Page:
20 Questions with Bob Barr

Libertarian presidential candidate Bob Barr doesn’t have cameras following him day and night like the Republican and Democratic contenders.

The former GOP congressman from Georgia also has no security detail — it’s too pricey, he says.

What Barr does have, besides two sons and six grandchildren who are not working on his campaign, is a hectic schedule and a serious Starbucks addiction.

Barr, who served in Congress from 1995 to 2003, is no longer a Republican, but is unchanged in certain respects. He’s still a man with a brusque exterior and a shrewd sense of humor who likes to be in charge of his interview.

We met Wednesday afternoon inside an office suite at the Watergate Hotel that serves as the Libertarian Party’s headquarters and includes a beautiful view of the Potomac.

Barr made himself comfortable in an armchair and refused to stand for a picture, saying he was comfortable and would pose for a photo when the interview was over. In other words, when he says so, and after answering more than 20 questions.

Why are you running for president?
I believe in this country. I believe we’re going in the direction of a federal government that is far too powerful. None of the candidates want to reverse that trend and it needs to be reversed.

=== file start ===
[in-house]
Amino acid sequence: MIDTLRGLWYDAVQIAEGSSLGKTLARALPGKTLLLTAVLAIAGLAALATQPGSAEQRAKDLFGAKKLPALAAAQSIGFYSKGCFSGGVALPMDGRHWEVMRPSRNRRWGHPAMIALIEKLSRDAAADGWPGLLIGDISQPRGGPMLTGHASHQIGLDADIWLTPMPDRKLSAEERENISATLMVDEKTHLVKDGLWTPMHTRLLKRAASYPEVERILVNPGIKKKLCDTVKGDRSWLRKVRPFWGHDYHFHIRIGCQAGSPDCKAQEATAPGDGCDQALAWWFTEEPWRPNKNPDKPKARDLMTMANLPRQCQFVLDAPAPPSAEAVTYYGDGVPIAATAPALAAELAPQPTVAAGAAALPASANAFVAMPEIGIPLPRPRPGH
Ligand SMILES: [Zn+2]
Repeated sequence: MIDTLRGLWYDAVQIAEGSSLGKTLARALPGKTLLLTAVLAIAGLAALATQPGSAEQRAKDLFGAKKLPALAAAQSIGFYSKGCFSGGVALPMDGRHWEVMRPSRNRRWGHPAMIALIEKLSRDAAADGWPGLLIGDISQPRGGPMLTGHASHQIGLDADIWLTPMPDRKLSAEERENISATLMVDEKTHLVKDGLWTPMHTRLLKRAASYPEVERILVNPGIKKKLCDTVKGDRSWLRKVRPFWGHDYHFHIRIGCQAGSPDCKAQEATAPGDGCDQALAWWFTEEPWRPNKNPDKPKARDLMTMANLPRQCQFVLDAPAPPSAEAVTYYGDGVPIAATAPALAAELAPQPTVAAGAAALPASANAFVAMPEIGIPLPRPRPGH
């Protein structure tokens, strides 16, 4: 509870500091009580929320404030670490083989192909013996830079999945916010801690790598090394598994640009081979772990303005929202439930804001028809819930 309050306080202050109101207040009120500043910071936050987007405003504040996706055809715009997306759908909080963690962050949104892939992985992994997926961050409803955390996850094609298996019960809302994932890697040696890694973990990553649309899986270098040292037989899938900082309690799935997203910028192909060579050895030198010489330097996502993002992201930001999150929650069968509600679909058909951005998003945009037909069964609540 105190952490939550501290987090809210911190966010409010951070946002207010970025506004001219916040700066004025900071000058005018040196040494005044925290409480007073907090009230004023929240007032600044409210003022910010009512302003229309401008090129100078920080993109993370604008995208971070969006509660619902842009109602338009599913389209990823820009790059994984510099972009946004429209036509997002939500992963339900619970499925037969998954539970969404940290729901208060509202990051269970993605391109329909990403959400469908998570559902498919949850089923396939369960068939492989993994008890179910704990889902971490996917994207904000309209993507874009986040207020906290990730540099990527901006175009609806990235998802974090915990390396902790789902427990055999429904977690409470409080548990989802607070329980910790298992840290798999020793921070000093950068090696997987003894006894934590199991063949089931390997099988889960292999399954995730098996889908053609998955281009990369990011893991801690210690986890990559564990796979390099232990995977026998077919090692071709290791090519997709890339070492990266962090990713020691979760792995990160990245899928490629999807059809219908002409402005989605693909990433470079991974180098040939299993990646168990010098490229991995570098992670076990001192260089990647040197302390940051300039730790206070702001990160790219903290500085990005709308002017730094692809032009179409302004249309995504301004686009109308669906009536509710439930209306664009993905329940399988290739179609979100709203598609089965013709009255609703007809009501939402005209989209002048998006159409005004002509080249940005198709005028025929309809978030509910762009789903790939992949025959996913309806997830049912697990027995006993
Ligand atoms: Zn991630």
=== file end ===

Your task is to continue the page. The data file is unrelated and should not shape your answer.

Do you believe you can win?
It is a long shot. It is possible. I don’t believe it will happen, but that doesn’t detract from the importance of what I’m doing. There are important things to accomplish even if we don’t win.

How has running for president changed your life logistically?
Logistically, it keeps me on the road an awful lot.

Is it exhausting?
It gets tiring, certainly, from time to time.

What do you do on the road to take care of yourself?

Drink a lot of Starbucks.

What is your drink of choice at Starbucks?
Five shots of espresso with steamed half-and-half three times a day.

Wow. Five shots in one drink?
Yes. I also like to try to find a cigar bar and sit down with local friends in whatever town I am. It’s getting harder and harder to find a good cigar bar — that’s also something we as Libertarians would change.

What do you believe ought to happen with Wall Street and the bailout?
Those who engaged in fraud need to be prosecuted. We need to turn more to the marketplace and less to the federal government.

What should Congress do this week?
Congress should go home.

Pass nothing?
Steps need to be taken outside the halls of Congress. If Congress wants to do anything, hold some hearings and find out what is going on.

So no bailout.
No bailout. I don’t think the sky is going to fall. I think the American people should be suspicious of a government that says the sky is going to fall.

How many homes do you own?
One, in Smyrna, Ga. It’s not Smear-nah, as someone claimed once. It’s Smurrr-na.

Do you always fly first-class?
No, a lot of times I fly just regular. If we can get upgrades, I love to fly upgrades. Today we didn’t [from Charleston, S.C.].

Which sitting member of Congress do you admire most and why?
Probably [Texas Republican Rep.] Ron Paul. He’s very consistent, extremely consistent in his voting record.